David Poole, Head of Financial Services at digital consultancy Publicis Sapient
Prognosticators have been pointing to 2020 as a touchstone for change. What can we expect?
For the better part of the decade, business prognosticdigitaators focused on predicting the state of play for their industries in 2020, even naming the exercise a “20/20 vision.”
Now, as we are at the beginning of that new decade, many of those predictions remain unrealised as banks face unexpected shifts and new competition. Only hindsight is 20/20.
A great banking experience no longer means having a great, well-staffed branch. In fact, customers may never visit the branch, as they have an increasing choice of digital banking solutions. The banks that will thrive in this new decade and beyond, will win on digital experience – less how it looks than how it feels.
The recipe in 2020 for a successful banking experience is LEAD – Make it Light and Ethical, including simpler, transparent pricing and fewer payment options, and more Accessible with a combination of voice and touch. Make it Dataful, using customer data for insightful experiences anticipating behaviour and built around customer life goals.
Here is more on each of these trends:
Unlike a Netflix bill or the simplicity of Amazon Prime, most consumers struggle to say what they’re charged for a checking account, ATM withdrawal, loans, advice, trades, and portfolio management. The costs are spread across multiple providers, and fees are confusing and constantly changing. In 2020, banks will experiment with simpler pricing and product bundles, determining how much customers will pay, for what, and how to make it easy to understand.
Simpler payment options
The rapid pace of payment innovation has resulted in a proliferation of new ways to pay– making the point-of-sale cluttered with logos that confuse customers. Fortunately, we’re going to see things start to get simpler. We’ve seen the first instances of a combined click-to-pay button with the EMV SRC logo, live now on a few sites with more to come in 2020, replacing Masterpass and Visa Checkout. Expect fewer buttons, fewer steps in the process with increased adoption of stored payment within the browser, and fewer separate apps, replaced with effective one-stop services.
An example of a light experience will be paying with PayPal, where they’ll build in the couponing service; the frustrating task of finding a valid coupon is now built into checkout. Expect more mergers and acquisitions – like PayPal acquiring Honey – to offer one-stop convenience. These lighter, accessible experiences will ensure payments are relegated to the background, and the emphasis can shift instead to using customer data to add value before and after the transaction, adapting the experience to the way the customer wants it and is most comfortable with.
Graphical voice assistance
This year, banks will get voice lessons. Alexa skills from banks have yet to reach farther than novelty and niche, with voice-only interfaces remaining inherently limited for finances. When you add a touchscreen to view and interact with, the more complex tasks – like paying a bill or managing your portfolio, become possible.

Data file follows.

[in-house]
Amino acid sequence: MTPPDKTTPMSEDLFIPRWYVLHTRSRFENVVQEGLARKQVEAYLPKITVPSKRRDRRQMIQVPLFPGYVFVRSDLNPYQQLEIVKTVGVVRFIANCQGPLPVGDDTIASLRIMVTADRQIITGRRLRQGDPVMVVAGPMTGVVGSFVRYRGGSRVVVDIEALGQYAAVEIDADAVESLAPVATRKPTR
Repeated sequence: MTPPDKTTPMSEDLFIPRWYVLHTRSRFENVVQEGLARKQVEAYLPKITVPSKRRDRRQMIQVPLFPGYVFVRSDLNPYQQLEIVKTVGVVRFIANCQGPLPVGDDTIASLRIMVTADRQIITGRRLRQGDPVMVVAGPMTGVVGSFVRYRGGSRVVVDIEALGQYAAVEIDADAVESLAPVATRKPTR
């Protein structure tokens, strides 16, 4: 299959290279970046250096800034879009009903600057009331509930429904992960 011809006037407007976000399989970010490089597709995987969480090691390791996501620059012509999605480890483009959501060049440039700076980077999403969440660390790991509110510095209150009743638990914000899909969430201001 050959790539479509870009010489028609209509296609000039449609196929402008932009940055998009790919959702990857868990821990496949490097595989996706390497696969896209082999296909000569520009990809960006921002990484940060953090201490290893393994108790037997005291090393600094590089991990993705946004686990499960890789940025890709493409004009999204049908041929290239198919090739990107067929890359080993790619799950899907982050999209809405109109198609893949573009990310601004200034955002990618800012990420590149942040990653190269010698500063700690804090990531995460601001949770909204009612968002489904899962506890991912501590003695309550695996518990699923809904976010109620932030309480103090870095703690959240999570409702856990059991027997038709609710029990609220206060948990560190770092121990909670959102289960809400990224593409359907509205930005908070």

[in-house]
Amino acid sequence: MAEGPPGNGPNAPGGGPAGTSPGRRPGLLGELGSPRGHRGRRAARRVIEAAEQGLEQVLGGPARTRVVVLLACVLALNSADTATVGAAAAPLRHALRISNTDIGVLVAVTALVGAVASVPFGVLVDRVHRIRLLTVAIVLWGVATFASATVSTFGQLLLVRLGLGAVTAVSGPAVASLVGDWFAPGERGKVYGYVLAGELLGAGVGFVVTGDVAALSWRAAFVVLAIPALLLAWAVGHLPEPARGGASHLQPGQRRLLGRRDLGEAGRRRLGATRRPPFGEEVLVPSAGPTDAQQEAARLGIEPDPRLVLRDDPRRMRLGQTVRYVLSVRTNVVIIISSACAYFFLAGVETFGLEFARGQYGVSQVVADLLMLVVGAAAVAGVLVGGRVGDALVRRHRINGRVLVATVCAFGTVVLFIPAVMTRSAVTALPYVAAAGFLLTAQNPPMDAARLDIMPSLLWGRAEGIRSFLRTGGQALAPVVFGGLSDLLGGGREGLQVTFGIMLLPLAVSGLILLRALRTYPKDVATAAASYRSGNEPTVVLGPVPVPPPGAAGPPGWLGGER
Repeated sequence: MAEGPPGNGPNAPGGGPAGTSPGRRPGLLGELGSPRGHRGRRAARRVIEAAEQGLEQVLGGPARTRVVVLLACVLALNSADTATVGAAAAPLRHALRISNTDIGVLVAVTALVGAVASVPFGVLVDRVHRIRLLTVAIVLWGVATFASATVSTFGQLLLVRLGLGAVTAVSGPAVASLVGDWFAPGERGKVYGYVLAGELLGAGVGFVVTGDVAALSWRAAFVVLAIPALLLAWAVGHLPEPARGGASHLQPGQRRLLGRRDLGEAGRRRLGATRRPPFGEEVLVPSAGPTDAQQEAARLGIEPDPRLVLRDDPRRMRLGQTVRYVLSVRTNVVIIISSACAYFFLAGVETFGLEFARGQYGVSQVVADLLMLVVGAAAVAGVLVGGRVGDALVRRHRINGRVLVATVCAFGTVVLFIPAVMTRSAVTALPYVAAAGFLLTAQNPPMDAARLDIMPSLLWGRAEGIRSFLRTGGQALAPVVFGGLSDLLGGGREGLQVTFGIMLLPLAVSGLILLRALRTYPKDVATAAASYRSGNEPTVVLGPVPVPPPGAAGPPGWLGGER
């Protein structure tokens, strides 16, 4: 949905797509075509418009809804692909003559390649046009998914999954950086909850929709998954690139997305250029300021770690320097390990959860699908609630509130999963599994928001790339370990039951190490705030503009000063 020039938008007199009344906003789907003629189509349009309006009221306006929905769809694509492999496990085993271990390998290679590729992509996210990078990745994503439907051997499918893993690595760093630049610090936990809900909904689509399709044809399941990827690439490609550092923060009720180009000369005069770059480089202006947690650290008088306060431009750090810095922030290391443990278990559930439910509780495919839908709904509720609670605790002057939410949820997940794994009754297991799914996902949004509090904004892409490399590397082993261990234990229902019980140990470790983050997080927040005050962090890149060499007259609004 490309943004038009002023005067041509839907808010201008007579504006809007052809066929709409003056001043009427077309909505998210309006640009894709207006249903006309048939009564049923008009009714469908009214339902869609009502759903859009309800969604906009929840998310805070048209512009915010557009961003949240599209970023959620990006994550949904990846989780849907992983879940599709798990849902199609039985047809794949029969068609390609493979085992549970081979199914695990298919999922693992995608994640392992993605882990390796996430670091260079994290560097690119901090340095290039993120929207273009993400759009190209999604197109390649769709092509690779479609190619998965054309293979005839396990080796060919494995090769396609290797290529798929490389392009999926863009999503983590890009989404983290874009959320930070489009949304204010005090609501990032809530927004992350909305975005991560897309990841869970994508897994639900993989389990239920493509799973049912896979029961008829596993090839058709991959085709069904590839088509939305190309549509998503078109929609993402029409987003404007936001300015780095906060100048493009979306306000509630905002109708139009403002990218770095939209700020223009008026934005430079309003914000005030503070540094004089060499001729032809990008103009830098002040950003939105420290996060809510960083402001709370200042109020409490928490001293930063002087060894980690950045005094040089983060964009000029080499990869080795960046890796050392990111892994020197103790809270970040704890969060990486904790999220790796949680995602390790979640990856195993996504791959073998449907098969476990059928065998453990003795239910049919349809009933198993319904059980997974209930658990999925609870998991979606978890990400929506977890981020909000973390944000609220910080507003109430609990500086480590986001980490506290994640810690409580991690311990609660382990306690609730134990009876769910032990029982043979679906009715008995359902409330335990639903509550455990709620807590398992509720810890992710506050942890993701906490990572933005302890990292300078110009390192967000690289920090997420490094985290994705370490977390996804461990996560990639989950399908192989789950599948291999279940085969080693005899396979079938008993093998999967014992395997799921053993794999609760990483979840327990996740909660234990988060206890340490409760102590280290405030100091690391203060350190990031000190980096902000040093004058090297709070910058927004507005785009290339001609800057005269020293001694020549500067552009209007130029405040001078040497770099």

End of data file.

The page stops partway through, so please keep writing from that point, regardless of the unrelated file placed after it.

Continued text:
Scenarios and the accompanying financial data can be visualized, cutting through long voice menus, while decisions can be simply articulated using voice. The sensitivity to hearing and conversing about private finances is replaced with sensitive data on the screen, while uncontroversial commands can be voiced. Voice-enabled screens like Amazon Echo can support these combinatory skills, yet so can smartphones. 2020 will be the year when mobile banking apps better combine touch with voice.
Anticipatory Banking i.e. Life Goals
A decade ago, omnichannel banking was a hot trend, applying what worked in retail to make it seamless to bank across channels and shift from pushing product to addressing needs.
Ten years later, banks are still working to deliver omnichannel, and it represents a moving target since there are now more channels, and customer expect more complex needs to be met. This started as a translation exercise. You say “car”—we say “car loan.” You say “new home”—we say “30-year fixed rate mortgage.” This new taxonomy suggested a customer-first approach, yet in reality was thinly disguised product marketing.
Now, the trend will de-emphasize point solutions in favour of life events and customer goals. When a customer’s goal is “I want to get married,” the financial services required are less defined and prompt individual consultation and advice. In an April 2019 announcement of Bank of America Life Plan, the bank promised a fall release to use these sorts of goals to orchestrate services across the lines of business through Erica and the app. Recent beta tests reveal basic goal creation, and similar to the two-year lag with Erica between the PR and release, banks are finding these shifts take longer than anticipated to get right.
What will set 2020 apart is the maturation of voice, chat and AI to tie the loose ends together and serve them up through improved apps and virtual assistants like Erica.